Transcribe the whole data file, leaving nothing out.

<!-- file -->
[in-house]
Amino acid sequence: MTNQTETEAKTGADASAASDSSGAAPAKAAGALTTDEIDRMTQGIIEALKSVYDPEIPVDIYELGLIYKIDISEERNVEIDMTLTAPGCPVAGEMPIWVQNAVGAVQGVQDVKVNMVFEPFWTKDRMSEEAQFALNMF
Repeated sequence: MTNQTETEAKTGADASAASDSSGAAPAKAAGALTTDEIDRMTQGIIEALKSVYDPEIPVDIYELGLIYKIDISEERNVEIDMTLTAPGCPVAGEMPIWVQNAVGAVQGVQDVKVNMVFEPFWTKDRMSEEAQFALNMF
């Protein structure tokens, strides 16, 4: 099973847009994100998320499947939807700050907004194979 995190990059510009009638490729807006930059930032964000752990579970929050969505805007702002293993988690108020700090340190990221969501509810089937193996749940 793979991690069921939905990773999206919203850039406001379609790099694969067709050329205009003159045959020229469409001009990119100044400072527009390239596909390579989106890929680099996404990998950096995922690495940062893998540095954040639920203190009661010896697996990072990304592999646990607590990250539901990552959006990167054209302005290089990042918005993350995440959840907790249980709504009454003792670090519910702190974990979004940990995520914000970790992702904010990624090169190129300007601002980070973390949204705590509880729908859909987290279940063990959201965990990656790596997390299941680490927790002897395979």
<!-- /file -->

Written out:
[in-house]
Amino acid sequence: MTNQTETEAKTGADASAASDSSGAAPAKAAGALTTDEIDRMTQGIIEALKSVYDPEIPVDIYELGLIYKIDISEERNVEIDMTLTAPGCPVAGEMPIWVQNAVGAVQGVQDVKVNMVFEPFWTKDRMSEEAQFALNMF
Repeated sequence: MTNQTETEAKTGADASAASDSSGAAPAKAAGALTTDEIDRMTQGIIEALKSVYDPEIPVDIYELGLIYKIDISEERNVEIDMTLTAPGCPVAGEMPIWVQNAVGAVQGVQDVKVNMVFEPFWTKDRMSEEAQFALNMF
């Protein structure tokens, strides 16, 4: 099973847009994100998320499947939807700050907004194979 995190990059510009009638490729807006930059930032964000752990579970929050969505805007702002293993988690108020700090340190990221969501509810089937193996749940 793979991690069921939905990773999206919203850039406001379609790099694969067709050329205009003159045959020229469409001009990119100044400072527009390239596909390579989106890929680099996404990998950096995922690495940062893998540095954040639920203190009661010896697996990072990304592999646990607590990250539901990552959006990167054209302005290089990042918005993350995440959840907790249980709504009454003792670090519910702190974990979004940990995520914000970790992702904010990624090169190129300007601002980070973390949204705590509880729908859909987290279940063990959201965990990656790596997390299941680490927790002897395979």